Turlock

Racist posters re-emerge at Stanislaus State in Turlock, removed by campus police

California State University Police patrol in and around the CSU Stanislaus campus in Turlock, here shown in front of the Mary Stuart Rogers administrative building on Sept 30, 2015.
California State University Police patrol in and around the CSU Stanislaus campus in Turlock, here shown in front of the Mary Stuart Rogers administrative building on Sept 30, 2015. naustin@modbee.com

More posters supporting the white nationalist group Identity Evropa were found and removed from the Stanislaus State University campus in Turlock this week.

According to Rosalee Rush, the California State University, Stanislaus, Senior Associate Vice President for Communications, Marketing and Media, campus police patrolling the university circle area Wednesday encountered an individual putting up posters with the name and logo of the white supremacist organization. Five such poster-sized rectangular stickers were located and removed, Rush confirmed.

The individual, whose identity is not being released, is not a student and is not affiliated with the university, Rush said. The officer told the individual that the posters were in violation of the posting policy. Additional stickers for Identity Evropa which had not been posted yet were also found.

The individual was not detained, and no charges are being filed, Rush said.

Stanislaus State University President Ellen Junn released a statement about the incident Friday. Neither Identity Evropa or its white supremacist message were mentioned in her comments, but she encouraged students who were feeling “emotionally distressed” by the incident to contact the Student Health Center, Psychological Counseling Services or StanCares team.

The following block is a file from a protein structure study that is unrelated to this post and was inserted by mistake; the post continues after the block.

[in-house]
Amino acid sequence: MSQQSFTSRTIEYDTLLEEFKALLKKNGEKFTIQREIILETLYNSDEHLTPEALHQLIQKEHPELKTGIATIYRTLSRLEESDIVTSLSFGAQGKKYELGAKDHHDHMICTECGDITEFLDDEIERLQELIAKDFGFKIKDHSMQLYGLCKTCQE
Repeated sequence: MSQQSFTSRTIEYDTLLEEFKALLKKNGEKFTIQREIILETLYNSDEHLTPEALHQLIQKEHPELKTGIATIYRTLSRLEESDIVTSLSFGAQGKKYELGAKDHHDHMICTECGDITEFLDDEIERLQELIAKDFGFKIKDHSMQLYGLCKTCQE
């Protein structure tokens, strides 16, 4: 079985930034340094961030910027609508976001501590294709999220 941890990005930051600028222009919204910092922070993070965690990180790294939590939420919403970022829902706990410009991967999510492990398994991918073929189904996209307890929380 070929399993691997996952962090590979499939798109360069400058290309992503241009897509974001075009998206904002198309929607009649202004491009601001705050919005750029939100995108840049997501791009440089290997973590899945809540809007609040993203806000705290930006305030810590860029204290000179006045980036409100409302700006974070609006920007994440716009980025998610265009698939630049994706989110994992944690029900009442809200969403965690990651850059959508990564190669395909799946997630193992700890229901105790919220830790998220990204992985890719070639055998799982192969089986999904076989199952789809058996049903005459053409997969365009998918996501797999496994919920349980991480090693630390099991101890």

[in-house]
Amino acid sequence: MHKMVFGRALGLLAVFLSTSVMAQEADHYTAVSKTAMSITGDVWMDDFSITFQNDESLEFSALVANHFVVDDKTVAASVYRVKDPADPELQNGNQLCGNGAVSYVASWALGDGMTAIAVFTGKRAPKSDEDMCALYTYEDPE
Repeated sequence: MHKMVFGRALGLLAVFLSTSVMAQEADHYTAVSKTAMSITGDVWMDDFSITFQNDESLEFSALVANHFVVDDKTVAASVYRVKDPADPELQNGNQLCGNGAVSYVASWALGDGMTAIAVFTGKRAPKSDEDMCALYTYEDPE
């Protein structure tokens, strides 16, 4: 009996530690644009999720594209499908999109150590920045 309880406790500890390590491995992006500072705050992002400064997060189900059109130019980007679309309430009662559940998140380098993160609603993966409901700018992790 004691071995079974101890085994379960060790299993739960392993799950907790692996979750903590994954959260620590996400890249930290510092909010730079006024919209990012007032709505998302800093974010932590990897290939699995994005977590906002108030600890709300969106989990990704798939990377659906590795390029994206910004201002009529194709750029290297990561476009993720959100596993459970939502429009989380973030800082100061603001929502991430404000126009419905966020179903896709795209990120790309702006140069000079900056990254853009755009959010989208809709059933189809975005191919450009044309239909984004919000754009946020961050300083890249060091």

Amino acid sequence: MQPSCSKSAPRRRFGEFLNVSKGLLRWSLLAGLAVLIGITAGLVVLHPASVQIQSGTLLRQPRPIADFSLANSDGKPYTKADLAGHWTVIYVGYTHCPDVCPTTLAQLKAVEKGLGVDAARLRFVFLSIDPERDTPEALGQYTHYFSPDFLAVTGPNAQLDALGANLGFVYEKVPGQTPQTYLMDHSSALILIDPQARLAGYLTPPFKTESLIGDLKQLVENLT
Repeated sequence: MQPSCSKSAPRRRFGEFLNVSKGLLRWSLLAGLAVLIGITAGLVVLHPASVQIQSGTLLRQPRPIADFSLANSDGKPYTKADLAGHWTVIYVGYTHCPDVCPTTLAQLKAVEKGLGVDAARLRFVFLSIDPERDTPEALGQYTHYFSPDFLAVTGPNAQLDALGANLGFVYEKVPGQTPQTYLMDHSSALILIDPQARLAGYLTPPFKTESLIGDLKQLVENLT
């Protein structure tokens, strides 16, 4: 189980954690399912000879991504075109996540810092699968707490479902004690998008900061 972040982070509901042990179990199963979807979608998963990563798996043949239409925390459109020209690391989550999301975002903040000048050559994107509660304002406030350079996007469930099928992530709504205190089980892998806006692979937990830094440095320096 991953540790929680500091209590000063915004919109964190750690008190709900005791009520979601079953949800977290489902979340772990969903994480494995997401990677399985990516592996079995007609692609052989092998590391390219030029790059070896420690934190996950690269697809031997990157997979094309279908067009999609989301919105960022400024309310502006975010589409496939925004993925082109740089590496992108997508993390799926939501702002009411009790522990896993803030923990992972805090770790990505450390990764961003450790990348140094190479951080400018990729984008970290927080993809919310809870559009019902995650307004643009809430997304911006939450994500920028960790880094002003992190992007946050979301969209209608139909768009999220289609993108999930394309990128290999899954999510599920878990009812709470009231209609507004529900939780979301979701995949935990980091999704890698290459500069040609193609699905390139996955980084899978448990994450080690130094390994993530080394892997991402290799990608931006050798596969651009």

“The campus will continue to meet with students and others to provide ongoing support and information. Ensuring the safety and well-being of our students is of utmost importance and our primary concern. We will continue to take action steps as appropriate,” Junn said in the written statement.

Rush said the reason the individual was stopped was not the content of the posters, but because the university’s policy forbids the posting of non-approved posters or stickers with adhesive.

“If any group goes through the proper procedures for our posting policy and they are approved, then we must abide by the policy,” Rush said. “We do not support any hate rhetoric, but we also must abide by free speech constitutional rights.”

This is the third such incident involving stickers, posters or fliers about Identity Evropa on the campus since 2016. That is the same year Stanislaus State alumnus Nathan Damigo, who was then a student at the university, founded the group. Last May the Oakdale resident graduated from the university with a social sciences degree.

Identity Evropa has been designated a hate group by the Southern Poverty Law Center and an extremist white supremacist organization by the Anti-Defamation League. Its messages include slogans like “You will not replace us” and “Keep your diversity, we want identity.”

Damingo has been in the news for his participation in various white nationalist events, including helping to organize the deadly August 2017 Unite the Right rally in Charlottesville, Virginia. Damigo stepped away from leading Identity Evropa not long after Charlottesville, but still called it “a huge victory” on Twitter. A woman was killed and 40 others injured when one of the rally participants rammed his car into a crowd of counter protestors.

Damigo and other Unite the Right organizers, including Identity Evropa, are facing several lawsuits stemming from the deadly Charlotesville rally. Earlier this month, a Modesto judge ruled Damigo could not avoid a lawsuit filed by the nonprofit group Integrity First America by declaring bankruptcy. Identity Evropa is one of the other defendants in the federal lawsuit.

Marijke Rowland writes about new business, restaurant and retail developments. She has been with The Modesto Bee since 1997 covering a variety of topics including arts and entertainment. Her Business Beat column runs midweek and Sundays. And it’s pronounced Mar-eye-ke.


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